8:00-8:01 Billboard 8:01-8:06 Headlines 8:06-8:07 One Minute Music Break 8:07-8:20: Pentagon officials have been changing their story on the missile attack on a Baghdad market from the moment it occurred. Yesterday morning, a missile struck the busy, poor residential area, killing 14 civilians. The US central command issued a statement to say US aircraft had used precision-guided weapons to target Iraqi anti-aircraft missiles "positioned less than 300 feet from homes". But a few hours later senior Pentagon official Major-General Stanley McChrystal said no coalition aircraft had targeted any air defences in the Shaab district, where the blast occurred. The chairman of the Joint Chiefs of Staff, General Richard Myers said: "It's just as likely that it's some piece of equipment of theirs as one of ours." Meanwhile, the Iraqi health minister said today there have 4,000 civilian casualties including 350 deaths since the invasion began. He also said that 36 people were killed in the last 24 hours in the continuing raids on Baghdad. We go now live to Baghdad with May Ying Welsh, who visited the Shaab market yeterday after the attack. She also reports the Iraqi government has begun distributing leaflets in neighborhoods throughout Iraq calling on citizens to resist the US invasion. The leaflets have pictures of two of the most significant religious figures in Iraq, one Sunni the other Shiite. The leaflets reference two fatwas, religious decrees, issued by Iraqi clerics calling for jihad, holy war, against any foreign occupiers. This, as Saddam Hussein met today with the heads of Iraq s powerful tribes in which he told them that they should fight the invaders with all their means. Guest: May Ying Welsh, independent journalist in Baghdad who visited the Shaab market yesterday after the attack 8:20-8:21 One Minute Music Break 8:21-8:30: An article in yesterday s Washington Post begins: Breakfast was simple, but late. Days of bombing had left the Khalil family sleepless. When a respite arrived at noon today, a moment of ease in an uneasy time, they sat down, picking anxiously at boiled eggs, tomatoes and bread. Nine-year-old Shahid told stories, and her 12-year-old brother, Ahmed, laughed. The older family members, with harrowing memories of bombings in the 1991 Persian Gulf War, sat uneasily, their silence an eloquent testament to worry. Then a whisper sounded, ever so slight. In seconds, the house was shattered by a cruise missile, the family said. Um Aqeel, the mother of five children, and her daughter-in-law Sahar, were killed. Two sons and a daughter were wounded. Hours later, weary and angry, Aqeel, the oldest son, looked out at his bandaged siblings laying dazed in their hospital beds. He shouted, " There are no soldiers in my home, there's no gun in my home! How can God accept this?" As civilian casualties mount, we re joined right now by Hadi Ghaemi, an independent researcher and former physics professor. Guest: Hadi Ghaemi, researcher with CESR and former professor of physics at the City University of New York. (He is currently working on a book about the cultural revolution in Iran.) 8:30-8:33 Tape: protester outside Rockefeller Center in NYC 8:33-8:40: Iraqi civilians are still trying obtain justice over the first Gulf War. Last week, a group of Iraqis sued Vice-President Dick Cheney, Secretary of State General Colin Powell, former US president George Bush Sr., and retired US general Norman Schwartzkopf. The lawsuit was filed by seven Iraqi families over the bombing of a civilian bomb shelter in Baghdad that killed 403 people on the night of February 12-13, 1991. Powell served as the head of the US Joint Chiefs of Staff and Cheney as defense secretary during the 1991 Gulf war. Under Belgian law, courts can try suspects for war crimes regardless of where the alleged acts took place or the nationality of the accused. But the Belgian parliament has just passed a law that could prevent the suit from going forward. Under the amendment, a federal prosecutor can decide in certain cases whether to accept a lawsuit. The amendment now goes to the Belgian Senate for approval. Guest: Reed Brody, Special Counsel for Prosecutions, Human Rights Watch, 8:40-8:41 One Minute Music Break 8:41-8:50: The leader of Iraq's main Shi'ite opposition group warned Washington yesterday that U.S. troops would face armed resistance if they occupy Iraq after the invasion. The Supreme Council of the Islamic Revolution (SCIRI) in Iraq is based in Tehran, Iran. Its leader, Ayatollah Mohammed Baqir Hakim, said: "Iraqis are against foreign dominance, and if they (the Americans) don't want to leave Iraq, the nation will resist. He said, "One of the legitimate ways of resistance against occupiers is force and weapons." The SCIRI has some support from Iraq's Muslim Shi'ite majority, particularly in the south of the country. Ayatollah Mohammed Baqir Hakim says he has tens of thousands of troops stationed outside Iraq as well as in the Kurdish-controlled northern Iraq. Meanwhile, in the South, coalition hopes of an uprising in Basra are evaporating, according to the Financial Times. British intelligence reported an uprising had begun earlier this week. But the evidence has failed to materialize. The majority of people in Basra are Shia Muslims. The main exiled Iraqi Shia organization yesterday said the Shia community had been instructed to remain neutral in the US-led invasion. The SCIRI said there did appear to have been trouble in the city, but played down the scale of the unrest. Guest: Hadi Ghaemi, independent researcher and former professor of physics at the City University of New York. He is currently working on a book about the cultural revolution in Iran. Guest: Andrew Cockburn, author of Out of the Ashes: The Resurrection of Saddam Hussein. 8:50-8:54: 18 protesters yesterday locked together and formed a human barricade across Fifth Avenue in front of a New York branch of Israel s Bank Leumi. Covered in fake blood, the protesters lay piled in the street at the foot of a mock Caterpillar bulldozer. The activists were protesting the murder of US peace activist Rachel Corrie by an Israel army Caterpillar bulldozer in Gaza earlier this month. Guest: Shmulick Rodich, member of Jews Against Occupation who participated in yesterday s lockdown on 5th Avenue. Phone: 917-748-9356 Video info: MiniDV * 8:54-8:58: They have been described as the "Palestinian Cleavers." They were a generous and patriotic family that gave away hundreds of free American flags in Houston after Sept. 11. They have been publicly supported by their U.S. Congresswoman. They came to the U.S. after fleeing Saudi Arabia during the Gulf War. They have lived an unremarkable life in Houston for 11 years. But that all changed a year ago when armed INS agents dressed in riot gear raided their house while much of the family was sleeping. The father and eldest son were picked up on immigration violations and were detained for months. And now they face deportation to Jordan, a country most of the family barely knows. We last heard from the Kesbeh family in September when they were first facing deportation. Overwhelming public support in Houston and the country led officials in Washington to give them a six-month stay in order for the INS to review their case. Well now the family appears to be set to be deported again. We are joined by the family s eldest daughter, Noor Kesbeh, in Houston for an update. Guest: Noor Kesbeh, whose family faces deportation this week 8:58-8:59 Outro and Credits 9:00-9:01 Billboard: 9:01-9:06 Headlines 9:06-9:07 One Minute Music Break 9:07-9:20: US forces bombed Iraqi television broadcast facilities in central Baghdad again last night. Iraqi TV s signal was restored around midnight. Several hours later, a second wave of bombing was launched, and a witness said the Iraqi TV building was in flames and destroyed. But broadcasts resumed in Baghdad this morning, with a shaky picture and no sound. A U.S. intelligence official told the Los Angeles Times the strikes reflect a new decision by military commanders to disable Iraqi television for the duration of the war. Meanwhile, in the southern city of Basra, British forces bombed Iraqi state radio and television transmitters, taking both broadcasting outlets off the air. US and British forces have taken over a number of radio frequencies and are broadcasting their own messages to the people. The action comes just after the head of the world's largest journalists' organization said the attacks on Iraqi television may violate the Geneva Conventions and called for an international investigation. The International Federation of Journalists said the U.S. bomb and missile attack on Iraqi television on Wednesday was an attempt at censorship and may have breached the Geneva Conventions. Human Rights Watch and Amnesty International also condemned the attack on Iraqi television, saying it might constitute a war crime. A U.S. official in Washington defended the attacks, saying the goal is to damage the government's command and control capability. * Aidan White, General Secretary for the International Federation of Journalists, which represents more than 500,000 journalists in 100 countries. Link: One-minute music break 9:21-9:30: It has been a busy few days for Al Jazeera, the Arabic satellite television station based in Qatar. On Sunday, the station aired controversial images of American POWs held by Iraq. On Monday, the New York Stock Exchange banned Al Jazeera reporters from the floor of the stock exchange. On Tuesday, Al Jazeera launched a much anticipated English language website. The site was inaccessible for much of the day due to attacks from hackers and heavy traffic. In addition on Tuesday the Nasdaq stock market also decided to ban Al Jazeera reporters from its floor. A Nasdaq spokesperson explained the decision: "In light of Al Jazeera's recent conduct during the war, in which they have broadcast footage of U.S. POWs in alleged violation of the Geneva Convention, they are not welcome to broadcast from our facility at this time." And yesterday, Al Jazeera is ran reports that may anger some backers of the war. The network's correspondent in Basra is claiming there are no signs of a civilian uprising in Basra against the regime of Saddam Hussein. Al Jazeera's programming has been seen as controversial by some in Washington ever since it began broadcasting six years ago. The network has since grown into a CNN of the Arabic world reaching up to 55 million viewers. It is one of eight Arabic-language stations reporting on the war. * Lamis Andoni, an independent journalist and analyst who has covered the Middle East fro over 20 years. She covered the first Gulf War for the Christian Science Monitor and Financial Times. She also covered the Iran-Iraq war in the south of Iraq. She has been monitoring the Arab-language and US media coverage of this war. 9:20-9:21 One Minute Music Break 9:21-9:40: With military action in Iraq moving into its second week, the Security Council yesterday held its first debate on the situation since the start of invasion. At the request of the Arab League and the Non-Aligned Movement, the Security Council began an open meeting where some 70 countries are expected to take part. There was great opposition to the U.S. led attack. The war against Iraq has been carried out without the authorization of the Security Council in violation of the principles of international law and the UN Charter, said Datuk Rastam Mohamed Isa of Malaysia, the Chair of the Coordinating Bureau of the Non-Aligned Movement. He said it was regrettable that the parties concerned chose to cast aside multilateral diplomacy to take the path of war while efforts to avert conflict were continuing And we have learned that the U.S. have been pressuring nations within the General Assembly not to speak out against the war. * Phyllis Bennis, fellow at the Institute for Policy Studies in Washington DC, specializing in Middle East and United Nations issues. She is the author of the book Before and After: U.S. Foreign Policy and the September 11th Crisis. Link: Institute for Policy Studies: analysts are saying Bush administration's $75 billion budget request to fund the war with Iraq and cover related costs is just a down payment for what will likely be a much costlier conflict President Bush's proposal includes $63 billion to fight the war, $8 billion in bilateral foreign aid to countries helping with the war effort and for reconstruction and humanitarian relief, and $4 billion for homeland security. The $8 billion goes towards U.S. allies in the so-called war on terror including Jordan, Israel, Turkey, Pakistan, Egypt, Afghanistan, the Philippines and Columbia. But will the war cost only $75 billion? Jason Nisse of The Independent (UK) suggests the total cost could rise to $800 billion. We are going to talk about what the war will really cost and what is not include. * Jason Nisse, business correspondent for The Independent newspaper, London. He wrote an article earlier this month called The $800 Billion Conflict and A World Left Licking Its Wounds which looks at how expensive the war will really be. * Greg Speeter, Executive Director, National Priorities Project, a non-profit which analyzes how federal policies affect ordinary Americans in cities and towns around the country. They recently published a report examining the cost to states and cities of the invasion of Iraq. Link: 9:40-9:41 One Minute Music Break 9:50-9:58: For nearly a decade hip hop artist and activist Michael Franti has been a leading progressive voice in music. Franti grew out of the Bay Area music and political scene in the early 1990's. In 1986 he founded the duo the Beatnigs, paving the way for his next musical endeavor, the Disposable Heroes of HipHoprisy. His most recent musical project is the musical collective Spearhead, begun in 1994. Franti's distinctive style is infused with hip hop, soul and jazz influences and driven by his eloquent political lyrics. He has always used music to push social boundaries. He speaks out against sexual violence, encourages his community to prevent the spread of HIV, and sings about the hypocrisy of the US government. He has also been a leading critic of the invasion of Iraq. And recently he has learned members of his group Spearhead are under surveillance of the U.S. government. One day after performing at an anti-war rally, relatives of one of Franti s bandmates got an unexpected visitor. Franti told Democracy Now!: His mother received a visit from two plain clothes men from the military and this band member of mine has a sibling who is in the gulf. And they came in and talked to her and said you have a child who s in the Gulf and you have a child who s in this band Spearhead who s part of the resistance in their words. They had pictures of us performing the day before at the rally, they had pictures of us performing at some of our annual concerts that we put on that are in support of peace and human rights. They had his flight records for the past several months, they had the names of everybody who works in my office, our management office Guerilla Management, they had his checking account records. They asked his mother a lot of questions about where he was, what he was doing in this place, why he was going here. They confiscated his sibling s CD collection that they had brought over to listen to while they were in the Gulf, and basically were intimidating, told her which members of the press she could talk to and which members of the press she should not speak to For musicians in particular it s a really hard time. Last week our label received a letter, a mass e-mail from MTV instructing the fact that no videos could be shown that mentioned the word bombing or war. No videos could be shown that had protesters in it. Any footage from military they gave a list of prior videos that could not be shown, yet MTV has aired videos that show troops saying goodbye to their loved ones and going off to war in a very heroic fashion and troops which are gonna be coming home traumatized, wounded and dead and then be treated and thrown onto the scrap heap of veterans, as we ve seen veterans treated in this country. And at the Academy Awards, there were also letters and talk that went around saying not to speak out. Guest: Michael Franti, musician and political activist Link: Full transcript of the Democracy Now! interview: Outro and Credits Democracy Now! is produced by Kris Abrams, Mike Burke, Angie Karran, Ana Nogueira and Elizabeth Press. Mike Di Filippo is our music maestro and engineer.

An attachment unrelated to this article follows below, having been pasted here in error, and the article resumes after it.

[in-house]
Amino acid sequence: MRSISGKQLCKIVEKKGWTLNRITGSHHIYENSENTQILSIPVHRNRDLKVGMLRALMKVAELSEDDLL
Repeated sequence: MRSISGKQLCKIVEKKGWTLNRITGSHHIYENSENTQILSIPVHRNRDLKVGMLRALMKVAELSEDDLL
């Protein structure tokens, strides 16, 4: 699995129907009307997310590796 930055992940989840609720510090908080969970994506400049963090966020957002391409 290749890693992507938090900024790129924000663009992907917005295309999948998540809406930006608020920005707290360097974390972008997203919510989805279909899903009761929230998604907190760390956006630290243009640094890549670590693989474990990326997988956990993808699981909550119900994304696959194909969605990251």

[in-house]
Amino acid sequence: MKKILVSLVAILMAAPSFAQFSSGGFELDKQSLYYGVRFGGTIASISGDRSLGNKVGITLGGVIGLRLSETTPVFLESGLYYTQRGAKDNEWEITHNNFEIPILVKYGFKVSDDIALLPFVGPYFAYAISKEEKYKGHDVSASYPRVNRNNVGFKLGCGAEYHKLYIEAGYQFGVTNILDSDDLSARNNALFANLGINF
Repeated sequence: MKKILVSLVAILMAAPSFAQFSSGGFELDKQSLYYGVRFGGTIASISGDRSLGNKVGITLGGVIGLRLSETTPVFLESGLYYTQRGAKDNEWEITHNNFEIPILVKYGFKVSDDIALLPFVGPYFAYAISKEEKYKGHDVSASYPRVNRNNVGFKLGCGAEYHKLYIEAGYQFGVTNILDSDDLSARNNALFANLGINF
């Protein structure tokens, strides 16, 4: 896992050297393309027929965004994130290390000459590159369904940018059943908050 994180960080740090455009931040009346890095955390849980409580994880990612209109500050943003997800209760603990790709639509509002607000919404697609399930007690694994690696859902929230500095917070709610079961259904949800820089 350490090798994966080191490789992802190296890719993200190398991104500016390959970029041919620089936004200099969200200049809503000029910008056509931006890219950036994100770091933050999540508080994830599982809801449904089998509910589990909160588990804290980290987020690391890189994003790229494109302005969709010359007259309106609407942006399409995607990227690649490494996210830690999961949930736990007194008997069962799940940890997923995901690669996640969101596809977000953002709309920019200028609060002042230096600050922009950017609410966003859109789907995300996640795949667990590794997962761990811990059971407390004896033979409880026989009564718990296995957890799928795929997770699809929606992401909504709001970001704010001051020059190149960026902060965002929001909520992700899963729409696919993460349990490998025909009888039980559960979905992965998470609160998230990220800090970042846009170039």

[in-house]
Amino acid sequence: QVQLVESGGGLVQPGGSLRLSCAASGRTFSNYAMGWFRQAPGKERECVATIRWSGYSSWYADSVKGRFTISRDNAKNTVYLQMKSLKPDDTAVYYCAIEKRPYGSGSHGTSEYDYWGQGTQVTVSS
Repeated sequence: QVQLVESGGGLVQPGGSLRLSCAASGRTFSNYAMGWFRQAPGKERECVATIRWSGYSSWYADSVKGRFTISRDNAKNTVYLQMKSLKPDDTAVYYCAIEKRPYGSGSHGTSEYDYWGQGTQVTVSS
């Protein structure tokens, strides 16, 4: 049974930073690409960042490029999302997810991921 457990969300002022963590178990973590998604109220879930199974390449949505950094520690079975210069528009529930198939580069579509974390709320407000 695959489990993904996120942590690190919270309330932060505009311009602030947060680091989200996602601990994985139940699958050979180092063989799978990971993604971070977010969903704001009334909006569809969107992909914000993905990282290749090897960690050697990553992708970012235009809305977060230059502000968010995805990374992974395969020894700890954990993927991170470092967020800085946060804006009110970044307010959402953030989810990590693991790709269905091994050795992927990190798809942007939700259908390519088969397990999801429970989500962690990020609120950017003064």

Date Recorded on: 
March 27, 2003
Date Broadcast on: 
March 27, 2003
Item duration: 
118 min.
WBAI; Amy Goodman, host., March 27, 2003